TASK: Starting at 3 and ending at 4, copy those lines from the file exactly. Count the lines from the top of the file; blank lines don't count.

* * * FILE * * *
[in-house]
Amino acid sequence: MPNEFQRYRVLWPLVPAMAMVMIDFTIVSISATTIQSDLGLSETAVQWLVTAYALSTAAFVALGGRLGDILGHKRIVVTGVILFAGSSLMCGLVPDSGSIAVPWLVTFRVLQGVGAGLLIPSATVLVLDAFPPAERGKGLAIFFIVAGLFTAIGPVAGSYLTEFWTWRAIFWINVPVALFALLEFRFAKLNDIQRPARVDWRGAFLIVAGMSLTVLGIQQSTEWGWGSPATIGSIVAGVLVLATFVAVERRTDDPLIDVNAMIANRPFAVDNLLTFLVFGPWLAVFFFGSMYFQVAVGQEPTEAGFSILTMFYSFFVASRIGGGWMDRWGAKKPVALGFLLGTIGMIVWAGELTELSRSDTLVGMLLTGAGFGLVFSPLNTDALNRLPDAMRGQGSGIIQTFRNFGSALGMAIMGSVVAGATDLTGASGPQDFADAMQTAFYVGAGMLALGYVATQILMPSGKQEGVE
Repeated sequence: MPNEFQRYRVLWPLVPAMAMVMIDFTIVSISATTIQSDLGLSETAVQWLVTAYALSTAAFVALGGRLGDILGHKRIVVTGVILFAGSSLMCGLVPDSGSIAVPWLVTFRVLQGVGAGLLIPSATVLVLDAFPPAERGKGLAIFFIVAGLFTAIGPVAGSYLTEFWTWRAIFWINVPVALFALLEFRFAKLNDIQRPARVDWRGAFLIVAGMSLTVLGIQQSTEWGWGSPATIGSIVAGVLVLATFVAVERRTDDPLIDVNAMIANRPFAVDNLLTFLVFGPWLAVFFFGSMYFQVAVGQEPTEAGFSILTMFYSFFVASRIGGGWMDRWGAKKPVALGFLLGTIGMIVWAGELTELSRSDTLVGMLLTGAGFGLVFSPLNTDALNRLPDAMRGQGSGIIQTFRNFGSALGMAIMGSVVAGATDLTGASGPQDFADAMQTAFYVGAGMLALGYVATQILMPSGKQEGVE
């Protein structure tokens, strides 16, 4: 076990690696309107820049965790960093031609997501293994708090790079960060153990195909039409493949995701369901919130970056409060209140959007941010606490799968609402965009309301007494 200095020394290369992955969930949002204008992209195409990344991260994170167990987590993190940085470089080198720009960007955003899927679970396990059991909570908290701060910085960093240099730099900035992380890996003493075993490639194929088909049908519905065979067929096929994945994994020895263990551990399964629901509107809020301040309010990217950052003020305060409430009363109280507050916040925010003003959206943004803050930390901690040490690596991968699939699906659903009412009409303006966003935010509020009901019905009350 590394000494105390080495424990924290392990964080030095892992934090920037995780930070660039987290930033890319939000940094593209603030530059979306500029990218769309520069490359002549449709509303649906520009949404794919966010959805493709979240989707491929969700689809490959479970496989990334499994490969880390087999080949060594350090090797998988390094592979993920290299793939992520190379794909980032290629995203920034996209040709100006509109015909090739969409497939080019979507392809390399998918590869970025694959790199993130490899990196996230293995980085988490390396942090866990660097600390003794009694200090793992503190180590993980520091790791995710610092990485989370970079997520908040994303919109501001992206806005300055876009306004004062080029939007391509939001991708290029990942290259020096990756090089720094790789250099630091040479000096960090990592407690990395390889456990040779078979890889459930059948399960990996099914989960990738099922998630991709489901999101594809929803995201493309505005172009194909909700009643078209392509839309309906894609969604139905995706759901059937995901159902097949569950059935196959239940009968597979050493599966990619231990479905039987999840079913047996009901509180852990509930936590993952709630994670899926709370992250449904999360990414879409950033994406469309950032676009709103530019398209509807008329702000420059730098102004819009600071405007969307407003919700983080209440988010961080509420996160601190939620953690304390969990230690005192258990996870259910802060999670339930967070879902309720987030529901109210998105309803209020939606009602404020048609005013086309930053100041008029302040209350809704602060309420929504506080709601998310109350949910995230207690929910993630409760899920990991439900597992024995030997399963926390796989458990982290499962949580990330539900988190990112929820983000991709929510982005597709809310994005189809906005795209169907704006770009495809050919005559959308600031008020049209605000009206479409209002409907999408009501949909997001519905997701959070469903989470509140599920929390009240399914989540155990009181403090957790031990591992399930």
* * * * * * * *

Repeated sequence: MPNEFQRYRVLWPLVPAMAMVMIDFTIVSISATTIQSDLGLSETAVQWLVTAYALSTAAFVALGGRLGDILGHKRIVVTGVILFAGSSLMCGLVPDSGSIAVPWLVTFRVLQGVGAGLLIPSATVLVLDAFPPAERGKGLAIFFIVAGLFTAIGPVAGSYLTEFWTWRAIFWINVPVALFALLEFRFAKLNDIQRPARVDWRGAFLIVAGMSLTVLGIQQSTEWGWGSPATIGSIVAGVLVLATFVAVERRTDDPLIDVNAMIANRPFAVDNLLTFLVFGPWLAVFFFGSMYFQVAVGQEPTEAGFSILTMFYSFFVASRIGGGWMDRWGAKKPVALGFLLGTIGMIVWAGELTELSRSDTLVGMLLTGAGFGLVFSPLNTDALNRLPDAMRGQGSGIIQTFRNFGSALGMAIMGSVVAGATDLTGASGPQDFADAMQTAFYVGAGMLALGYVATQILMPSGKQEGVE
């Protein structure tokens, strides 16, 4: 076990690696309107820049965790960093031609997501293994708090790079960060153990195909039409493949995701369901919130970056409060209140959007941010606490799968609402965009309301007494 200095020394290369992955969930949002204008992209195409990344991260994170167990987590993190940085470089080198720009960007955003899927679970396990059991909570908290701060910085960093240099730099900035992380890996003493075993490639194929088909049908519905065979067929096929994945994994020895263990551990399964629901509107809020301040309010990217950052003020305060409430009363109280507050916040925010003003959206943004803050930390901690040490690596991968699939699906659903009412009409303006966003935010509020009901019905009350 590394000494105390080495424990924290392990964080030095892992934090920037995780930070660039987290930033890319939000940094593209603030530059979306500029990218769309520069490359002549449709509303649906520009949404794919966010959805493709979240989707491929969700689809490959479970496989990334499994490969880390087999080949060594350090090797998988390094592979993920290299793939992520190379794909980032290629995203920034996209040709100006509109015909090739969409497939080019979507392809390399998918590869970025694959790199993130490899990196996230293995980085988490390396942090866990660097600390003794009694200090793992503190180590993980520091790791995710610092990485989370970079997520908040994303919109501001992206806005300055876009306004004062080029939007391509939001991708290029990942290259020096990756090089720094790789250099630091040479000096960090990592407690990395390889456990040779078979890889459930059948399960990996099914989960990738099922998630991709489901999101594809929803995201493309505005172009194909909700009643078209392509839309309906894609969604139905995706759901059937995901159902097949569950059935196959239940009968597979050493599966990619231990479905039987999840079913047996009901509180852990509930936590993952709630994670899926709370992250449904999360990414879409950033994406469309950032676009709103530019398209509807008329702000420059730098102004819009600071405007969307407003919700983080209440988010961080509420996160601190939620953690304390969990230690005192258990996870259910802060999670339930967070879902309720987030529901109210998105309803209020939606009602404020048609005013086309930053100041008029302040209350809704602060309420929504506080709601998310109350949910995230207690929910993630409760899920990991439900597992024995030997399963926390796989458990982290499962949580990330539900988190990112929820983000991709929510982005597709809310994005189809906005795209169907704006770009495809050919005559959308600031008020049209605000009206479409209002409907999408009501949909997001519905997701959070469903989470509140599920929390009240399914989540155990009181403090957790031990591992399930």